Some California workplaces are no stranger to incidents of sexual harassment in the workplace. In fact, this employment issue is very common, with Equal Employment Opportunity Commission (EEOC) statistics showing that around 2,000 cases of sexual harassment in the workplace are filed every year in the state. This form of sex discrimination is prohibited under the federal and state employment and labor laws, but not all employers are aware of it. Sexual harassment lawyers in California, however, continuously advise victims to assert their rights by seeking immediate legal assistance.
As it is, sexual harassment is a form of sex discrimination that is described as an unwelcome conduct or action of sexual nature done to an employee or applicant in any aspect of his or her employment. However, certain sexual harassment acts may not necessarily be sexual in nature. For instance, it is already considered sexual harassment if a supervisor makes a stereotypical comment or remark towards a female employee.
An employer may face charges of sexual harassment if the following elements are present:
- The sexual conduct or act is pervasive or severe;
- The sexual conduct creates a hostile or offensive working environment; and
- The offensive working environment results in an adverse employment decision that would affect the victim, such as demotion, suspension, or termination.
Cases of sexual harassment in California don’t always involve the manager, supervisor, or any immediate superior. They could also involve a co-worker, or even a non-employee. Also, victim and the harasser may be a man or a woman; however, it doesn’t mean an employee is sexually harassed by the opposite sex. Even the harasser is of the same sex as the victim. If the acts of sexual harassment become frequent to the point that they create a hostile working environment, even other people who are not directly involved can also be affected by the offensive conduct.
Sexual harassment in the workplace is usually verbal, physical, or visual in nature. It is said to be verbal if the harassment involves saying jokes, making comments, and name-calling, and is usually sexual in nature. This type includes making repeated sexual innuendos, as well as remarking on someone’s outfit. It is said to be physical if the harassment involves making unwelcome physical contact on the victim by the harasser. This type includes stroking, groping, or touching. It is considered visual harassment if the harasser displays material, either in digital or print format, that is sexual in nature, from photos, emails, to letters.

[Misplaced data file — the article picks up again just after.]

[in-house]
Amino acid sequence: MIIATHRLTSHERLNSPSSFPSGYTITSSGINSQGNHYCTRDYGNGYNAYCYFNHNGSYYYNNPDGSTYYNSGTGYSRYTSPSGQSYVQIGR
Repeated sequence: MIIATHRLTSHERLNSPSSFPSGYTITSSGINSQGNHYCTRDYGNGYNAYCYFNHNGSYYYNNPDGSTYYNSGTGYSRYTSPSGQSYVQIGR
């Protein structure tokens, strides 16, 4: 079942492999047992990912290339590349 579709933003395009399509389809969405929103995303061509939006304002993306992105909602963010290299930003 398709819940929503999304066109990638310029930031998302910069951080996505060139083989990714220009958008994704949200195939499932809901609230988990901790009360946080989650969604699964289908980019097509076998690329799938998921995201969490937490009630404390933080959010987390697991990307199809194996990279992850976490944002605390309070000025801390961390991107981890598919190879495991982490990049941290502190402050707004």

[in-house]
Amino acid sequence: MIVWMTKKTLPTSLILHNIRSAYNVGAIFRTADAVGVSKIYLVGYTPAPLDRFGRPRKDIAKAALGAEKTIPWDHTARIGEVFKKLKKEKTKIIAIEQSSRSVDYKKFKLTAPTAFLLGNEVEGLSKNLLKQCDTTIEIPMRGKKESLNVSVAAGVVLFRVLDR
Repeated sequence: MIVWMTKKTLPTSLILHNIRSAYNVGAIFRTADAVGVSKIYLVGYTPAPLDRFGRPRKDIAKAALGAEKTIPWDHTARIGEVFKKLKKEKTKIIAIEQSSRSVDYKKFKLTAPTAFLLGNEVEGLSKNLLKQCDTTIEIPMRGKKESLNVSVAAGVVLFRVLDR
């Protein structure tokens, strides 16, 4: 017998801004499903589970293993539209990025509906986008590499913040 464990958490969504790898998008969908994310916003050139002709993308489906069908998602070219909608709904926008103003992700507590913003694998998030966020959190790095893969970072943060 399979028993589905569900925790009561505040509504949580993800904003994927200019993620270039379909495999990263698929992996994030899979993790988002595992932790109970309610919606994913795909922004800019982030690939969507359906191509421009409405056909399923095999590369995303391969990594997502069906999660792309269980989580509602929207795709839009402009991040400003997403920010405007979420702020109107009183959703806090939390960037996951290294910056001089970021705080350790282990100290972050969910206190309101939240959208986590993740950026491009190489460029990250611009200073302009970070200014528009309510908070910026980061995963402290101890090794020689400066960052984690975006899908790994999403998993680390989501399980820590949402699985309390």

Laws against workplace sexual harassment
Federal and state employment and labor laws prohibit sexual harassment in the workplace. These include the Title VII of the Civil Rights Act of 1964 and the California Fair Employment and Housing Act (FEHA). These two laws may have its differences, but they similarly provide employee protections against sexual harassment, as well as in other forms of discrimination.
What you need to do in case you were sexually harassed?
Being sexually harassed in the workplace is an experience that is truly degrading. However, you must know that the law is on your side, given the two existing laws that prevent this form of sex discrimination. You can always seek legal assistance from employment agencies such as the EEOC, the California Department of Fair Employment and Housing Act (DFEH), or with the legal expertise of best sexual harassment lawyers in Los Angeles.